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What is the main difference between "amounts for" and "amounts to"? As much as I know they are phrasal verbs of amount. The meaning of "amounts to" can be easily found by googling it. But no results were displayed for the meaning of "amounts for". Can you provide some examples for both.

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  • Perhaps the reason that Google shows no hits is that the phrase is really uncommon. Where do you expect to see or use "amount for"? "Amounts to" is an idiomatic way of saying "equals" or "approximates." – Rob_Ster Feb 25 '16 at 3:49
  • I found the phrase "amounts for" in a question paper. The complete sentence: The water probably amounts for just a few percent of weight of the surface of Mars. – HDatta Feb 25 '16 at 3:53
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    Question writers are fallible. In the context you provide, the writer probably meant to say (or should have said) accounts for.. It's either a typo or a solecism. – Rob_Ster Feb 25 '16 at 3:59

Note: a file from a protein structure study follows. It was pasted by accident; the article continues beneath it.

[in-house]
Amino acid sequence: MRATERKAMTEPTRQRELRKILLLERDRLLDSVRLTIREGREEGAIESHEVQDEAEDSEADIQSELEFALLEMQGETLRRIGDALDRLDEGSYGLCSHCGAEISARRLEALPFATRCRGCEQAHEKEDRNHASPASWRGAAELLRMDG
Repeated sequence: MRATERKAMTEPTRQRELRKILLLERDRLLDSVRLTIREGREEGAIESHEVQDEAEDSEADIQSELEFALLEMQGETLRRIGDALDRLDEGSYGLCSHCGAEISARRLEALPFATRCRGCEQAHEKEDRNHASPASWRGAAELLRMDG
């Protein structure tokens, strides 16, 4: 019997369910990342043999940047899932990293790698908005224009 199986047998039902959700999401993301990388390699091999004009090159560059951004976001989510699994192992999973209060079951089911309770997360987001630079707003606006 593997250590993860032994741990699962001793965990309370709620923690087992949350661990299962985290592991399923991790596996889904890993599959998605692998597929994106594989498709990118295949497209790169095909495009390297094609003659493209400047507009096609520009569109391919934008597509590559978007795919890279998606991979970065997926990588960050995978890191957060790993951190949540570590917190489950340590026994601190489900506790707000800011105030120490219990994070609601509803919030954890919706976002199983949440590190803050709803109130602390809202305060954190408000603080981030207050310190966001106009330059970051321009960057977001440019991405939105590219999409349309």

• Ok so is there a phrase called "amounts for", if yes then can you provide me its meaning? – HDatta Feb 25 '16 at 4:06
  • Reptile1234, no "amounts for" is not a phrase. As @Rob_Ster says, the sentence you quote should have said "accounts for." – Doug Glancy Feb 25 '16 at 5:05
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amounts to means adds up to. Example:

Greg Smith won £6 and Alex Smith won £5, that amounts to £11 in winnings for the Smith family.

amounts for is not a set phrase, and is just the word "amounts" next to the word "for". Example for how this could arise:

I bought 10kg of silver and 10kg of gold for my jewellery shops. The amounts for my shop in London are 5kg of silver and 8kg of gold, with the balance being for my shop in Birmingham.


From comments it appears this question is from a quote:

The water probably amounts for just a few percent of weight of the surface of Mars.

As per other people's comments, this should be either amounts to or, more likely, accounts for. It is probably a typo.

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